'Architectural injustice': Residents condemn plans to alter 1930s Art Deco block
- Credit: Archant
Belsize Park residents are rallying against a roof extension that would see new homes built atop their building, which they say would ruin its "unique aesthetic features".
A planning application was submitted by freeholder Freshwater on September 24 to build seven flats on a 1930s Art Deco block in Howitt Close.
Resident Sally McFall said the plans would have a "severe impact" on people's quality of life, describing them as a "travesty".
She said: "We learned about this planning application from a tiny announcement hanging from a lamppost – discovered more or less by chance by a particularly observant resident leaseholder – notifying those affected that they had just three weeks to comment and object to an application that would turn our lives upside down."
Camden Council said pre-application advice was requested twice prior to the submission of the application, a process "encouraged by national planning policy".
Consultation was then carried out, the council said, including notices in local press and one locally to the site. A council spokesperson said: "There seems to have been good awareness of the application as to date the council has received 60 objections and eight comments on the application.
"All these views are being considered. The application is still being assessed by officers and no decision has been made on the recommendation."
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Objections to the application include from The Twentieth Century Society, which campaigns for "outstanding buildings", because of the "harm caused to a non-designated heritage asset and to the character of the conservation area".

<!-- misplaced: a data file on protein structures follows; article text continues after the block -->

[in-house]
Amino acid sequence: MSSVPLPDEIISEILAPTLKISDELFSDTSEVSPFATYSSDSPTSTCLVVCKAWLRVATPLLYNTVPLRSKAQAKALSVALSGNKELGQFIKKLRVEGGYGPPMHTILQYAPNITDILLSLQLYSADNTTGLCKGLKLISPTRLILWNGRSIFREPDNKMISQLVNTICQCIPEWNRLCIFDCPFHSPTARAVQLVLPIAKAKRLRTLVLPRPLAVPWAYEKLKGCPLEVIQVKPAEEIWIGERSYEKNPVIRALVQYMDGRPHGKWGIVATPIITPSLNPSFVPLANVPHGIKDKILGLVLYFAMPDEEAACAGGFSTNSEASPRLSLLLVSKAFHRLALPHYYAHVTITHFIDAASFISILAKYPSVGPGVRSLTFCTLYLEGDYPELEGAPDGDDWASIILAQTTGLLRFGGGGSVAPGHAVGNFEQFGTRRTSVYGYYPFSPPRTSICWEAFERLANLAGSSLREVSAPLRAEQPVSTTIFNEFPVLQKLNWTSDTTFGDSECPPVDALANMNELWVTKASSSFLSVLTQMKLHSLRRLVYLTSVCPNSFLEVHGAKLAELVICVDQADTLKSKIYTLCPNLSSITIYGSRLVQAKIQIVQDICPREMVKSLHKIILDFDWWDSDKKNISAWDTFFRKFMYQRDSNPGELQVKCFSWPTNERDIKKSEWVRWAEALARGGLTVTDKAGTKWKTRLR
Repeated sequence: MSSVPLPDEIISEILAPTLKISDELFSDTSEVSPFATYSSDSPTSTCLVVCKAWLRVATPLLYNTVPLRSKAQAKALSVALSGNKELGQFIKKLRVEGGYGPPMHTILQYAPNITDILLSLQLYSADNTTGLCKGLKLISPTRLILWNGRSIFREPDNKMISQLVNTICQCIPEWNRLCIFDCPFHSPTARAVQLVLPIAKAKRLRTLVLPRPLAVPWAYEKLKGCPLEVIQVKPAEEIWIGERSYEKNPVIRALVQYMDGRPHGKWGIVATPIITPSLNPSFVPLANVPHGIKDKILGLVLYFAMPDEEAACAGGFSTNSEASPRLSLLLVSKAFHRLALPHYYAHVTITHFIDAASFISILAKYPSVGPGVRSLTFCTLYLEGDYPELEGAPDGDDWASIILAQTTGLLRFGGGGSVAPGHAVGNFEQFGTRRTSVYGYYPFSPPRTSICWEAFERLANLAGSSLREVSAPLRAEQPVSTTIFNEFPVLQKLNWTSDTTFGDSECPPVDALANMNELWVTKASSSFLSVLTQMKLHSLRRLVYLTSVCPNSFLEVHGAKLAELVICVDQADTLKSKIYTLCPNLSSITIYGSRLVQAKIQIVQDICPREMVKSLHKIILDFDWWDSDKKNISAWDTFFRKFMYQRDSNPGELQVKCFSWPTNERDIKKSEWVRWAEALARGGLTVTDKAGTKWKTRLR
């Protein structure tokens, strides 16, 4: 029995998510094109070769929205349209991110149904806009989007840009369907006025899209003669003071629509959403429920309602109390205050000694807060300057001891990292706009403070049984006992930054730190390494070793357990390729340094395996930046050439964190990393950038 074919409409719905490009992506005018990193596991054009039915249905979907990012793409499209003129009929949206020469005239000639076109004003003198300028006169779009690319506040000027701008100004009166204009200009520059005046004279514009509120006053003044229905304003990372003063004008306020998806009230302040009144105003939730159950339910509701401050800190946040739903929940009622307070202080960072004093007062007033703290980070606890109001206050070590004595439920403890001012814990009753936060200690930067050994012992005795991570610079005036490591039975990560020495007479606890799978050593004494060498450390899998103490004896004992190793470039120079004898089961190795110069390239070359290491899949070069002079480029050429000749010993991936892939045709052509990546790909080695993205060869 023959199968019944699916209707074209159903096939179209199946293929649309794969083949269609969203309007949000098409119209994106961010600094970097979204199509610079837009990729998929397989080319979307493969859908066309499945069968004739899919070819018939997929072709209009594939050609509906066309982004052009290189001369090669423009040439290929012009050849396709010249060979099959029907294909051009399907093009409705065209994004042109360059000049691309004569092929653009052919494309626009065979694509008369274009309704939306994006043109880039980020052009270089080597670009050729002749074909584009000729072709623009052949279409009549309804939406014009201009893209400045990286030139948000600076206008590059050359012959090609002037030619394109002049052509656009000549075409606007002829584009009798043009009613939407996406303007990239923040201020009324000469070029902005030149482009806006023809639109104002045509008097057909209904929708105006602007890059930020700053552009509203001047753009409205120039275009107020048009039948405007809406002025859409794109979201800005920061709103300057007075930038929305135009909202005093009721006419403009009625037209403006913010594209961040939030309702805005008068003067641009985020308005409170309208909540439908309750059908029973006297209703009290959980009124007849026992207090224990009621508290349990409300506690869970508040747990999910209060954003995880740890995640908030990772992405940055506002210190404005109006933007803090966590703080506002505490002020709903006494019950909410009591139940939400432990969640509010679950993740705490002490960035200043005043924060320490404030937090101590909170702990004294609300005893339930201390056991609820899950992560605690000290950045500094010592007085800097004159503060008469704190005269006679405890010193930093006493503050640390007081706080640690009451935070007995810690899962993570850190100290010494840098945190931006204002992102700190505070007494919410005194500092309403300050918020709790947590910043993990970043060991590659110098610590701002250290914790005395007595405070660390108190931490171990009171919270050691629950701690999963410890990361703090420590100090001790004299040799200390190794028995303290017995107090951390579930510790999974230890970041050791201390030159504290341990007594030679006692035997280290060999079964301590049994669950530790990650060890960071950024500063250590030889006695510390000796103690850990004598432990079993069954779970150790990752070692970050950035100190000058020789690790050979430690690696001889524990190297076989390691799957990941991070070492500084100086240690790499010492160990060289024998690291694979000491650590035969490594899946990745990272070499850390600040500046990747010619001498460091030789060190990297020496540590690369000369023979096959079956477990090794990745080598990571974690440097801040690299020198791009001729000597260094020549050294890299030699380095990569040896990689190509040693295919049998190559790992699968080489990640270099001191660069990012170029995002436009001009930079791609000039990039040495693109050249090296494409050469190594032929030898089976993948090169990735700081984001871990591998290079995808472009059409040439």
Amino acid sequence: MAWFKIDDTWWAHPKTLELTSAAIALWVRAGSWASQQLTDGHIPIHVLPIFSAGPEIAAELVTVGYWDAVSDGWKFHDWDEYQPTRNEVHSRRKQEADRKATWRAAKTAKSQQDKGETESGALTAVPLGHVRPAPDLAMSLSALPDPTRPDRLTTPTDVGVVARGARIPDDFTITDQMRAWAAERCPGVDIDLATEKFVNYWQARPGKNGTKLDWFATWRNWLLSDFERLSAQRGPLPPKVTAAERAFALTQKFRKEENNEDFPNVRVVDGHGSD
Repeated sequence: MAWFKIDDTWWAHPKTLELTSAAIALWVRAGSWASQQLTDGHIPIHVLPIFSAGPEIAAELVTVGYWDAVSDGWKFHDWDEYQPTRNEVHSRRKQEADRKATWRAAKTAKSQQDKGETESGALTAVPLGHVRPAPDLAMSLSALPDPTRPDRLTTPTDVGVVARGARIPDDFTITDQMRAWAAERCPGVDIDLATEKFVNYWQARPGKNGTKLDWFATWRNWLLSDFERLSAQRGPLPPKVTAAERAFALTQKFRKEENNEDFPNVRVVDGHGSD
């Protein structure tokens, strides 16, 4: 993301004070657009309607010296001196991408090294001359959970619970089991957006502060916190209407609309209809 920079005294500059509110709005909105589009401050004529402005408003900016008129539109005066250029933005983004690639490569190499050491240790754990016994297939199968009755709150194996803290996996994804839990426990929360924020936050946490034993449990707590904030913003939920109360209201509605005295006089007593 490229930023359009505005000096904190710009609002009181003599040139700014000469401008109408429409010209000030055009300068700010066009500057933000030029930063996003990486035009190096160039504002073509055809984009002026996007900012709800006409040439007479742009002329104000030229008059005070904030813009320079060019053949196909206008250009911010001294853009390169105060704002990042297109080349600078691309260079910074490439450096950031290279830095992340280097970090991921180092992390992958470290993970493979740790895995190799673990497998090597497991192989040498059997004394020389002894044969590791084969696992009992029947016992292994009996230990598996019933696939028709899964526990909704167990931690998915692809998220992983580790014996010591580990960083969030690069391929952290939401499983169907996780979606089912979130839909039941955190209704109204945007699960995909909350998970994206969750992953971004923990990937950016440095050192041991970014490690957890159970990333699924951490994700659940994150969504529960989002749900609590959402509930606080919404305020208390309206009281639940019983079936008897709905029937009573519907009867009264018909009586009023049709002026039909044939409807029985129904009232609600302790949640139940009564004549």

The Belsize Society claims the proposal will damage a "well-preserved, unique 1930s building of considerable architectural merit and significance".
A planning statement submitted by Freeths, the agent for Freshwater, said the development provides an "appropriate design response to the existing building whilst maximising the use of the land and delivering much need housing for the area".
It added: "The design of the mansard roof respects the buildings key features, including the projecting cantilevered eaves, and creates a design which is sensitive to the building and the setting of the conservation area."
Sally said Howitt Close is unique in both its architecture and history. Over the years it has housed civil servants, Jewish refugees fleeing the Nazis, and Winston Churchill reportedly visited his war cabinet there.
Comments can be made until November 17 on Camden's planning portal using reference number 2021/3839/P.
Freshwater, via Freeths, was contacted for comment.